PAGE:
• results in graduation rates –
  • in job placement for our students, and
  • in support of economic development in our State.

IV.   Closing

Let me end by saying that the state of Clemson University is sound and the future is bright.  Please know how excited and honored I am to be Clemson’s 15th President.

I look forward to working with you and with my colleagues in higher education to provide even more opportunities for our young people and for our State.

Thank you for your attention and your service to South Carolina. I will now be happy to answer questions.


[ REMARKS by Kayley Seawright, President, Clemson University Undergraduate Student Government ]

Good afternoon! My name is Kayley Seawright. I am a senior Mechanical Engineering major Anderson, South Carolina. I have had the honor and privilege of serving this year as Clemson’s Undergraduate Student Body President. Thank you for allowing me the time to share my thoughts, and the thoughts of my peers, on higher education in South Carolina.

First and foremost, thank you for the many state-sponsored scholarships that are provided. I am a Palmetto Fellows recipient and it has allowed me to receive a quality education at Clemson University and is a large reason why I am standing before you today. Six years ago when I began exploring my options for college, I thought I wanted to go out of state. At first, my top choice was Duke University, but I decided to stay in-state because of the value that Clemson offered me as an in-state student. Growing up in an area where not many students had the opportunity to go to college, I witnessed the hope that these scholarships provided to students who deserved the chance to continue their education and later work in the state of South Carolina. I do encourage you and challenge you to consider the rising cost of higher education as you plan for funding options in the future.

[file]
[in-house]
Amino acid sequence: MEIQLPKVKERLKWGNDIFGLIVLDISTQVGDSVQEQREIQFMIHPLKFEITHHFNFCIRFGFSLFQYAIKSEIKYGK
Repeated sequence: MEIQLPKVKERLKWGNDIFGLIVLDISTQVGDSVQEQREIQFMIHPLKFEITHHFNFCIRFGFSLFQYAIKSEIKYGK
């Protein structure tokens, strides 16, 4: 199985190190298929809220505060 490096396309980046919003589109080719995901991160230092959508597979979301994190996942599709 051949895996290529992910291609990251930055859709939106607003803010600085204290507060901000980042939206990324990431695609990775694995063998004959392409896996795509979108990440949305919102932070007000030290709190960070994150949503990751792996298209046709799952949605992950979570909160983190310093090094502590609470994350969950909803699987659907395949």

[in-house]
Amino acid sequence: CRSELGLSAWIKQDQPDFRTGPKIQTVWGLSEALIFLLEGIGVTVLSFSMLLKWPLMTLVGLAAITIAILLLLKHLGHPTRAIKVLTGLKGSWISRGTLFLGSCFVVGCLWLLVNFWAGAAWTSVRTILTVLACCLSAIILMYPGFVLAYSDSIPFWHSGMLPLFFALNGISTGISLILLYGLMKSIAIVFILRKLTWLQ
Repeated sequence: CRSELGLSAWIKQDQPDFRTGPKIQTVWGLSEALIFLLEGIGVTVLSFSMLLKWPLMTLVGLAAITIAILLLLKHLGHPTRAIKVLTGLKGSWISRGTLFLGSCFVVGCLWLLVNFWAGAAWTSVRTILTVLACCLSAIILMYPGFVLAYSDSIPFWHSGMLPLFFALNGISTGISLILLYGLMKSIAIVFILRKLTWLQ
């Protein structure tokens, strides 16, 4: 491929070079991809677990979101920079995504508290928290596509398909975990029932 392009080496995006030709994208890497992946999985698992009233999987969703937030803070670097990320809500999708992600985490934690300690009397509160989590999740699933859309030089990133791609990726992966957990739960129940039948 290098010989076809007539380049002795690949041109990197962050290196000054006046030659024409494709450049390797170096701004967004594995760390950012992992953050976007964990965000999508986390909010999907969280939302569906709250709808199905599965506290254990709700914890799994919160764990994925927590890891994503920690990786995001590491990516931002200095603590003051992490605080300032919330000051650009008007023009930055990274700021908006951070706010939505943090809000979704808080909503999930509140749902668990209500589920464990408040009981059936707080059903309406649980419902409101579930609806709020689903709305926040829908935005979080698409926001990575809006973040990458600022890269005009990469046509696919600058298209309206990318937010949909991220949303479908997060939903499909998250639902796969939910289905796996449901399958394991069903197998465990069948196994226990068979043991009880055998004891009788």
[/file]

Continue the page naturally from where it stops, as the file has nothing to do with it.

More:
Clemson is unique in the opportunities the University strives to provide outside of the classroom because employers value those experiences that cannot be found only in lectures. Clemson has been innovative by creating these unique experiences outside the classroom with programs such as Creative Inquiry, co-ops, internships, and experiences working with our Social Media Listening Center, Mock Hospital, and Mock Stock Exchange Room. The majority of our students do some sort of internship or co-op for a company off campus. Because of Clemson’s somewhat isolated location, many students have to drive long distances for these job opportunities or rent apartments at the location. I know people who have driven up to an hour and half each way to work for a semester. That’s why you will see that we are trying to expand our on-campus internship and co-op programs. This would create more opportunities for those students who might be limited by having to drive to another city. Thank you the Subcommittee and the overall House for approving $1million for the Student Opportunity Program that is funding these internal internship programs. Based on the Governor’s Executive Budget recommendation released yesterday, these monies would be provided on recurring funding basis. I hear of numerous students every semester who are looking for jobs on-campus and this is the perfect opportunity to provide for those students and many others!